RAZ: ...through interpreter Sim Smiley.

SIM SMILEY: (Italian spoken)

CELENTANO: (Italian spoken)

RAZ: All right. Explain this song to us. What is this song? How did this song come about?

CELENTANO: (Through translator) Ever since I started singing, I was very influenced by American music and everything Americans did. So at a certain point, since I like American slang - which, for a singer, is much easier to sing than to sing in Italian - I thought that I would write a song which would only have as its theme the inability to communicate. And to do this, I had to write a song where the lyrics didn't mean anything.

(Through translator) So to make a comparison, it's like what happened with the Tower of Babel. Everyone wanted to go toward the sky, and they were punished because God confused all the languages and no one understood each other anymore. This is the reason why I wrote this song.

RAZ: You actually wrote down those lyrics. You actually wrote words down that are not really words.

SMILEY: (Italian spoken)

CELENTANO: (Through translator) No. I don't know if I can make this comparison in musical terms. But, no, I didn't write down the text. I made a loop...


CELENTANO: (Through translator) ...of four beats, four drumbeats. And so then, I went to the microphone in the recording studio, and I started improvising.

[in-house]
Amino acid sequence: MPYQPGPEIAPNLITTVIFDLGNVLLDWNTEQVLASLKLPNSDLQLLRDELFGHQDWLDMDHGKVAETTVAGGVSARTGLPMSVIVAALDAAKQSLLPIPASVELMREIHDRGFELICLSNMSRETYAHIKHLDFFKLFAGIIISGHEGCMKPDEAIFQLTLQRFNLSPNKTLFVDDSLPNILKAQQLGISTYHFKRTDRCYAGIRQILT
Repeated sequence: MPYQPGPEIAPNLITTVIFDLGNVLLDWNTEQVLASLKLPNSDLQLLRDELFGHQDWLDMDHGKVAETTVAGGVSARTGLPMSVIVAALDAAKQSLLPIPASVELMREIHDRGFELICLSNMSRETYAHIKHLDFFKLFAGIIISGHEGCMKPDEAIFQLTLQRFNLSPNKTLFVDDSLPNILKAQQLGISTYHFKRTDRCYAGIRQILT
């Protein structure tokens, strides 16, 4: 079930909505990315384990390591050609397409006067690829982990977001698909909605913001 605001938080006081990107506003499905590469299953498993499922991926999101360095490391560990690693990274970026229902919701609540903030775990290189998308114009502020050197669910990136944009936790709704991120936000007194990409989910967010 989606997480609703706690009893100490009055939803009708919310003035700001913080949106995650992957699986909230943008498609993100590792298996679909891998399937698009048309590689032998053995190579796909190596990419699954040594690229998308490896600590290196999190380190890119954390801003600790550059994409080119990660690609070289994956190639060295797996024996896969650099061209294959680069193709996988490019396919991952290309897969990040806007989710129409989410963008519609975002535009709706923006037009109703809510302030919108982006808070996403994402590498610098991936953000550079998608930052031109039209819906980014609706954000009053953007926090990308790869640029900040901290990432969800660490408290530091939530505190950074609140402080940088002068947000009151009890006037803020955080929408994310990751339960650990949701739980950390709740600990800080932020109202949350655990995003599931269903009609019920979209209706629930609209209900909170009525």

CELENTANO: (Through translator) And I improvised the melody and the music. And then I called the orchestra, and based on that song, I made the arrangements.

RAZ: So when I hear the song, right, let me tell you what it sounds like to me.

CELENTANO: (Italian spoken)

RAZ: (Singing) Aye, aye, aye, then, then, and he goes and goes and he's so, I, prisencolinensinainciusol. All right.

Is that about right?

SMILEY: (Italian spoken)

CELENTANO: (Through translator) It's not exactly like that. Do you want me to sing it for you?

RAZ: Please. Yes. Yes. Please.

SMILEY: (Italian spoken)

CELENTANO: (Singing) Aye, eyes, my, san fran, and you go so to with peasle. Eyes. (Unintelligible) prisencolinensinainciusol. All right.

RAZ: All right.

CELENTANO: (Through translator) I think the only correct word in all of this is the American word all right.

RAZ: And that actually is the word, all right.

SMILEY: (Italian spoken)

CELENTANO: (Italian spoken) All right.


RAZ: Is this what American English sounds like to you?

SMILEY: (Italian spoken)

CELENTANO: (Through translator) Yes, actually. Exactly like that.


RAZ: Wow. That's cool. I wish it sounded like that.

SMILEY: (Italian spoken)


CELENTANO: (Italian spoken)


CELENTANO: (Through translator) When it came out in Italy, no one noticed it. No one understood it. And then I did it again several years later on TV - so with the schoolgirls, and I was their teacher.


CELENTANO: (Through translator) And this was quite striking. And so it hit the number one spot immediately in Italy, in France, too, and Germany. In Belgium, Luxembourg.

RAZ: All over Europe.

SMILEY: (Italian spoken)

CELENTANO: (Through translator) Yes. And I remember that in the States, it hit the number 86 spot.

RAZ: Wow. I'm amazed that you can still do the (singing) ju rep te dup, you know, with your - the rolling of your tongue. How do you do that?

CELENTANO: (Italian spoken) (Singing gibberish) That's what you mean, right?

RAZ: Incredible.

SMILEY: (Italian spoken)


RAZ: Adriano Celentano, thank you so much.

SMILEY: (Italian spoken)

CELENTANO: (Italian spoken)

RAZ: And if you want to see Adriano Celentano's music video for "Prisencolinensinainciusol," check out our website,

(SOUNDBITE OF SONG, "PRISENCOLINENSINAINCIUSOL") Transcript provided by NPR, Copyright National Public Radio.